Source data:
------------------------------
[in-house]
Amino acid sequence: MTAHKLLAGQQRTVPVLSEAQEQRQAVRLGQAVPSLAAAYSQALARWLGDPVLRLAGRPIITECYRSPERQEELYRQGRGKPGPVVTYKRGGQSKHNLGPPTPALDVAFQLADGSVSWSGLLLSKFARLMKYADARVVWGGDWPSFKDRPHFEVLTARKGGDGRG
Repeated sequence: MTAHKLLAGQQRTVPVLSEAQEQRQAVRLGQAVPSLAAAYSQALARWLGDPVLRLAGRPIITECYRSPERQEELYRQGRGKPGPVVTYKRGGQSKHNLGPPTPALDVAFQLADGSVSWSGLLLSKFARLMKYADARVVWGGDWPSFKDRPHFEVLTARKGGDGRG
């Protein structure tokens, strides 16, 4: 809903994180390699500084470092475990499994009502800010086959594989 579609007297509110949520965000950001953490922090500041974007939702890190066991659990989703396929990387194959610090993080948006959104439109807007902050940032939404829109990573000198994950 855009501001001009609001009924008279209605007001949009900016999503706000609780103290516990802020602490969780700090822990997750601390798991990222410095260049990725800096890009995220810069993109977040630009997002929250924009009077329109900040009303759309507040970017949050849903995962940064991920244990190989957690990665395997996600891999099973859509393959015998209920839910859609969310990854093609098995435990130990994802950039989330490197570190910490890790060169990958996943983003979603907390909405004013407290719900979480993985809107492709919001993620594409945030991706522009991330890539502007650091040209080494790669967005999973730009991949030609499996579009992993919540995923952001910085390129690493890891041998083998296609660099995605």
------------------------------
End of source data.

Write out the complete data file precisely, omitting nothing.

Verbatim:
[in-house]
Amino acid sequence: MTAHKLLAGQQRTVPVLSEAQEQRQAVRLGQAVPSLAAAYSQALARWLGDPVLRLAGRPIITECYRSPERQEELYRQGRGKPGPVVTYKRGGQSKHNLGPPTPALDVAFQLADGSVSWSGLLLSKFARLMKYADARVVWGGDWPSFKDRPHFEVLTARKGGDGRG
Repeated sequence: MTAHKLLAGQQRTVPVLSEAQEQRQAVRLGQAVPSLAAAYSQALARWLGDPVLRLAGRPIITECYRSPERQEELYRQGRGKPGPVVTYKRGGQSKHNLGPPTPALDVAFQLADGSVSWSGLLLSKFARLMKYADARVVWGGDWPSFKDRPHFEVLTARKGGDGRG
């Protein structure tokens, strides 16, 4: 809903994180390699500084470092475990499994009502800010086959594989 579609007297509110949520965000950001953490922090500041974007939702890190066991659990989703396929990387194959610090993080948006959104439109807007902050940032939404829109990573000198994950 855009501001001009609001009924008279209605007001949009900016999503706000609780103290516990802020602490969780700090822990997750601390798991990222410095260049990725800096890009995220810069993109977040630009997002929250924009009077329109900040009303759309507040970017949050849903995962940064991920244990190989957690990665395997996600891999099973859509393959015998209920839910859609969310990854093609098995435990130990994802950039989330490197570190910490890790060169990958996943983003979603907390909405004013407290719900979480993985809107492709919001993620594409945030991706522009991330890539502007650091040209080494790669967005999973730009991949030609499996579009992993919540995923952001910085390129690493890891041998083998296609660099995605």